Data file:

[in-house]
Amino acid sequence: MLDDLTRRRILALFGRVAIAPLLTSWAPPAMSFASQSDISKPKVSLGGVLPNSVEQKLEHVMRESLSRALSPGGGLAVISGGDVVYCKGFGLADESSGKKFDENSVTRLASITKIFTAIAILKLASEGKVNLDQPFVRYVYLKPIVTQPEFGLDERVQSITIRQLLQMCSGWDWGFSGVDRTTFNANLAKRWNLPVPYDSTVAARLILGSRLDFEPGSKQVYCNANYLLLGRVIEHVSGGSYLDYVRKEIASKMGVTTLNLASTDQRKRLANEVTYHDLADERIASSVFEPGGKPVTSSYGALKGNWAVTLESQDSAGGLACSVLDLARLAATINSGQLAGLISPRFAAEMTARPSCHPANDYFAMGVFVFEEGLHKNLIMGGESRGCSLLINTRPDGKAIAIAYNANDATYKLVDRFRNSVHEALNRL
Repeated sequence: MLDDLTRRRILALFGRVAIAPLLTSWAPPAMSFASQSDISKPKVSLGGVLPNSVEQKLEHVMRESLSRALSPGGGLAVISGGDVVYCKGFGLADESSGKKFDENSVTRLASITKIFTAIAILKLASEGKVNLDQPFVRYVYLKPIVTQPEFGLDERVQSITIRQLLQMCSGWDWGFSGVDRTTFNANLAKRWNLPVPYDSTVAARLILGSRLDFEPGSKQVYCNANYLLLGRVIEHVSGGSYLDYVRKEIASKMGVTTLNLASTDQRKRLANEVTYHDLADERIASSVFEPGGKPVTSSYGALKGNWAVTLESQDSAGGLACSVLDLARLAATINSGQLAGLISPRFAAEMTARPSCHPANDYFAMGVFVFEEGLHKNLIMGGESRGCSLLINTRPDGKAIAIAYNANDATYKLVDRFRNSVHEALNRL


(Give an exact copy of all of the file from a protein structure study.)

[in-house]
Amino acid sequence: MLDDLTRRRILALFGRVAIAPLLTSWAPPAMSFASQSDISKPKVSLGGVLPNSVEQKLEHVMRESLSRALSPGGGLAVISGGDVVYCKGFGLADESSGKKFDENSVTRLASITKIFTAIAILKLASEGKVNLDQPFVRYVYLKPIVTQPEFGLDERVQSITIRQLLQMCSGWDWGFSGVDRTTFNANLAKRWNLPVPYDSTVAARLILGSRLDFEPGSKQVYCNANYLLLGRVIEHVSGGSYLDYVRKEIASKMGVTTLNLASTDQRKRLANEVTYHDLADERIASSVFEPGGKPVTSSYGALKGNWAVTLESQDSAGGLACSVLDLARLAATINSGQLAGLISPRFAAEMTARPSCHPANDYFAMGVFVFEEGLHKNLIMGGESRGCSLLINTRPDGKAIAIAYNANDATYKLVDRFRNSVHEALNRL
Repeated sequence: MLDDLTRRRILALFGRVAIAPLLTSWAPPAMSFASQSDISKPKVSLGGVLPNSVEQKLEHVMRESLSRALSPGGGLAVISGGDVVYCKGFGLADESSGKKFDENSVTRLASITKIFTAIAILKLASEGKVNLDQPFVRYVYLKPIVTQPEFGLDERVQSITIRQLLQMCSGWDWGFSGVDRTTFNANLAKRWNLPVPYDSTVAARLILGSRLDFEPGSKQVYCNANYLLLGRVIEHVSGGSYLDYVRKEIASKMGVTTLNLASTDQRKRLANEVTYHDLADERIASSVFEPGGKPVTSSYGALKGNWAVTLESQDSAGGLACSVLDLARLAATINSGQLAGLISPRFAAEMTARPSCHPANDYFAMGVFVFEEGLHKNLIMGGESRGCSLLINTRPDGKAIAIAYNANDATYKLVDRFRNSVHEALNRL